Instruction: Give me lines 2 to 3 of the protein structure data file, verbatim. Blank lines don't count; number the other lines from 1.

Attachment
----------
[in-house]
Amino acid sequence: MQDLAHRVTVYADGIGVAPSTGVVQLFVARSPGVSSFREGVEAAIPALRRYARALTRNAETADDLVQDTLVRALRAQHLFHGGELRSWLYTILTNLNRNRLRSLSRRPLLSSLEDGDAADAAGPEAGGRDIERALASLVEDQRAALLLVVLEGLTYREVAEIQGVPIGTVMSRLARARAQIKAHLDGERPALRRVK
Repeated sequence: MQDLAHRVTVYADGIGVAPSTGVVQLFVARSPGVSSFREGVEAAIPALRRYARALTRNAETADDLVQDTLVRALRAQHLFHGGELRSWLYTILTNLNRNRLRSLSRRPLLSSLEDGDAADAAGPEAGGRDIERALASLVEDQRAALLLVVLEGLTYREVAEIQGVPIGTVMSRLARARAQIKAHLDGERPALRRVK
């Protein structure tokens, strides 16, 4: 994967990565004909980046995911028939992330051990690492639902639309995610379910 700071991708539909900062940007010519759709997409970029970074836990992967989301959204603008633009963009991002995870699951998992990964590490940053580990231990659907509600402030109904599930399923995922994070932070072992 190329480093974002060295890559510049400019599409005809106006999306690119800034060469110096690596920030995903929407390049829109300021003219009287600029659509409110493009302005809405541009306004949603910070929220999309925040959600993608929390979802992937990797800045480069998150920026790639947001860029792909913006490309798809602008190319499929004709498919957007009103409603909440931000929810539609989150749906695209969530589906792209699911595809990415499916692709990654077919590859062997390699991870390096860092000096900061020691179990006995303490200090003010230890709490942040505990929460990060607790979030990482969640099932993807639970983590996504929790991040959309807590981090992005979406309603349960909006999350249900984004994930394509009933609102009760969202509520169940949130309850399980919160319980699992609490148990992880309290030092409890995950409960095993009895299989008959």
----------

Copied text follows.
Amino acid sequence: MQDLAHRVTVYADGIGVAPSTGVVQLFVARSPGVSSFREGVEAAIPALRRYARALTRNAETADDLVQDTLVRALRAQHLFHGGELRSWLYTILTNLNRNRLRSLSRRPLLSSLEDGDAADAAGPEAGGRDIERALASLVEDQRAALLLVVLEGLTYREVAEIQGVPIGTVMSRLARARAQIKAHLDGERPALRRVK
Repeated sequence: MQDLAHRVTVYADGIGVAPSTGVVQLFVARSPGVSSFREGVEAAIPALRRYARALTRNAETADDLVQDTLVRALRAQHLFHGGELRSWLYTILTNLNRNRLRSLSRRPLLSSLEDGDAADAAGPEAGGRDIERALASLVEDQRAALLLVVLEGLTYREVAEIQGVPIGTVMSRLARARAQIKAHLDGERPALRRVK